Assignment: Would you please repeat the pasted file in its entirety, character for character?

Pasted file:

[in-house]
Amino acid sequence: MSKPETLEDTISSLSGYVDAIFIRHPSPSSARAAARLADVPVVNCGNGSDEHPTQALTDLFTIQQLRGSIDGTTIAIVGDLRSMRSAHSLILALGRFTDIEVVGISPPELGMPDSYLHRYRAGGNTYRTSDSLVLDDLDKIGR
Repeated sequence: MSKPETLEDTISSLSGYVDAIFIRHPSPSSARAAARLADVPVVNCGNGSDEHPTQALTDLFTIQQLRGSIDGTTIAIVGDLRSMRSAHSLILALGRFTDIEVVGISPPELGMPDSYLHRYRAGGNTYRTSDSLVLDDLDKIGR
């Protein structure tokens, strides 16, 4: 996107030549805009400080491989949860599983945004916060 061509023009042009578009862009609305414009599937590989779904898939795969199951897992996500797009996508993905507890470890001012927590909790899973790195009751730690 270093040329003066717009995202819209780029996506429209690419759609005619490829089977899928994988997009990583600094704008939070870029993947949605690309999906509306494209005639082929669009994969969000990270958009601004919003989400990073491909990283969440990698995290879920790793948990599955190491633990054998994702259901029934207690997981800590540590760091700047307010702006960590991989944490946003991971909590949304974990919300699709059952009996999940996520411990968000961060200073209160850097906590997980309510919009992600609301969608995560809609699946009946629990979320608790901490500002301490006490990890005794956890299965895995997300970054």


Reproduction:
[in-house]
Amino acid sequence: MSKPETLEDTISSLSGYVDAIFIRHPSPSSARAAARLADVPVVNCGNGSDEHPTQALTDLFTIQQLRGSIDGTTIAIVGDLRSMRSAHSLILALGRFTDIEVVGISPPELGMPDSYLHRYRAGGNTYRTSDSLVLDDLDKIGR
Repeated sequence: MSKPETLEDTISSLSGYVDAIFIRHPSPSSARAAARLADVPVVNCGNGSDEHPTQALTDLFTIQQLRGSIDGTTIAIVGDLRSMRSAHSLILALGRFTDIEVVGISPPELGMPDSYLHRYRAGGNTYRTSDSLVLDDLDKIGR
């Protein structure tokens, strides 16, 4: 996107030549805009400080491989949860599983945004916060 061509023009042009578009862009609305414009599937590989779904898939795969199951897992996500797009996508993905507890470890001012927590909790899973790195009751730690 270093040329003066717009995202819209780029996506429209690419759609005619490829089977899928994988997009990583600094704008939070870029993947949605690309999906509306494209005639082929669009994969969000990270958009601004919003989400990073491909990283969440990698995290879920790793948990599955190491633990054998994702259901029934207690997981800590540590760091700047307010702006960590991989944490946003991971909590949304974990919300699709059952009996999940996520411990968000961060200073209160850097906590997980309510919009992600609301969608995560809609699946009946629990979320608790901490500002301490006490990890005794956890299965895995997300970054």